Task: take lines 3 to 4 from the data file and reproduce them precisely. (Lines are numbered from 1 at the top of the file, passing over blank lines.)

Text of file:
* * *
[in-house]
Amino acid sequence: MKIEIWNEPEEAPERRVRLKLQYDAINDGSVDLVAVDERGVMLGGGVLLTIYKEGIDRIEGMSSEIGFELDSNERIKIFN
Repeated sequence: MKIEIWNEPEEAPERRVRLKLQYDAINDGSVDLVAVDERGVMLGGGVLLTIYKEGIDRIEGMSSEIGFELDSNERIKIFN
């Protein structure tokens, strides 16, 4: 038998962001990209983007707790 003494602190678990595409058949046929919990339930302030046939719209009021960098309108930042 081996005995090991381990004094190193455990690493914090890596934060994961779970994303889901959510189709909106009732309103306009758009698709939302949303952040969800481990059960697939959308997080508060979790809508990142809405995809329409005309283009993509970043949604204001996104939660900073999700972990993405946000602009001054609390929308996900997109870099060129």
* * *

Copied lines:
Repeated sequence: MKIEIWNEPEEAPERRVRLKLQYDAINDGSVDLVAVDERGVMLGGGVLLTIYKEGIDRIEGMSSEIGFELDSNERIKIFN
């Protein structure tokens, strides 16, 4: 038998962001990209983007707790 003494602190678990595409058949046929919990339930302030046939719209009021960098309108930042 081996005995090991381990004094190193455990690493914090890596934060994961779970994303889901959510189709909106009732309103306009758009698709939302949303952040969800481990059960697939959308997080508060979790809508990142809405995809329409005309283009993509970043949604204001996104939660900073999700972990993405946000602009001054609390929308996900997109870099060129």